In a brief but hugely impactful pause in campaigning ahead of Israel's March 2 elections, Israeli Prime Minister Benjamin Netanyahu and Blue and White party rival Benny Gantz separately met President Trump at the White House Monday.
Trump's "deal of the century" is set to be revealed Tuesday at noon, Trump told reporters while sitting alongside Netanyahu. The president sought to assure the press that the Palestinians would "ultimately" come around to giving their support, though statements of Palestinian leadership have made this highly doubtful.
"I think it might have a chance," he said. Trump touted that both Netanyahu and Gantz "like very much" what they've heard of the plan thus far.
President Trump described the plan has having been "many, many years in the making".
The administrations last big move, albeit deeply controversial, was to relocate the US Embassy in Tel Aviv to Jerusalem in recognition of it as the official Israeli capital in 2018.
The Netanyahu visit is scheduled to last for over an hour, while the Gantz meeting is set for between 30 to 45 minutes. Gantz until days ago was uncertain if he would proceed with the controversial visit, given Trump's peace plan is expected to benefit and line up with Netanyahu's vision of Israel's future borders. Netanyahu is expected to stay in Washington until Wednesday evening, and is planned to meet with Trump again Tuesday just before the plan's release.
"We'll see what happens," Trump said. "We have something that makes a lot of sense for everybody," the president added after describing that most people think of the prospect for Israeli-Palestinian peace as something impossible.
"They say it's probably the most difficult deal anywhere, and of any kind, to make ... We have something that makes a lot of sense for everybody." pic.twitter.com/HWERFrD1XH— The White House (@WhiteHouse) January 27, 2020
Despite Trump's measured optimism, Palestinian Authority leaders as well as Hamas have previously repeatedly said the plan would be dead on arrival.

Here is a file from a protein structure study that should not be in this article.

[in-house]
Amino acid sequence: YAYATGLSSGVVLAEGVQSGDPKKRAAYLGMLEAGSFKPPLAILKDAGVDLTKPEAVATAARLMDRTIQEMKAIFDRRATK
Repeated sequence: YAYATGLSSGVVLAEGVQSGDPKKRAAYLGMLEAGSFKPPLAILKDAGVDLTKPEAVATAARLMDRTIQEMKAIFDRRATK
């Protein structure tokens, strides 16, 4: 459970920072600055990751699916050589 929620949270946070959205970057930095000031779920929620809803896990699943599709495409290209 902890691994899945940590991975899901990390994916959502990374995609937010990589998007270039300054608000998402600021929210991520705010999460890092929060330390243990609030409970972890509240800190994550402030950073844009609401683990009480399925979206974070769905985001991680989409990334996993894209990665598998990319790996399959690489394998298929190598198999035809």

For its part the Palestinian side has not been invited to Washington, and even threatened over the weekend to withdraw from key provisions of the 1993 Oslo Accords.
The White House press corps attempted to ask President Trump about impeachment/Bolton at the end of his spray with Netanyahu – as press officers escorted journalists out. No answer. pic.twitter.com/5g0jSK4WeI— Peter Stevenson (@PeterStevenson) January 27, 2020
Last week an Israeli television news channel claimed to have obtained leaked details of the peace plan. Though unconfirmed, Israeli media reported some of the leaked key points as follows:
Setting out the reported specifics of the plan, the TV report said, without specifying a source, that it provides for:
- Israeli sovereignty in all 100-plus West Bank settlements, all but 15 of which would be territoriality contiguous. (An estimated 400,000 Jews live in some 120 official settlements.)
- Israeli sovereignty throughout Jerusalem, including the Old City, with only “symbolic Palestinian representation” in Jerusalem.
- Were Israel to accept the deal, and the Palestinians to reject it, Israel would have US support to begin annexing settlements unilaterally.
- The Palestinians will be granted statehood, but only if Gaza is demilitarized, Hamas gives up its weapons, and the Palestinians recognize Israel as a Jewish state with Jerusalem as its capital.
If any of the above are true it goes without saying that it's highly unlikely the Palestinians would unite under such a plan.
The PA says it can't acknowledge a 'deal' which it had no involvement in brokering or was not consulted on.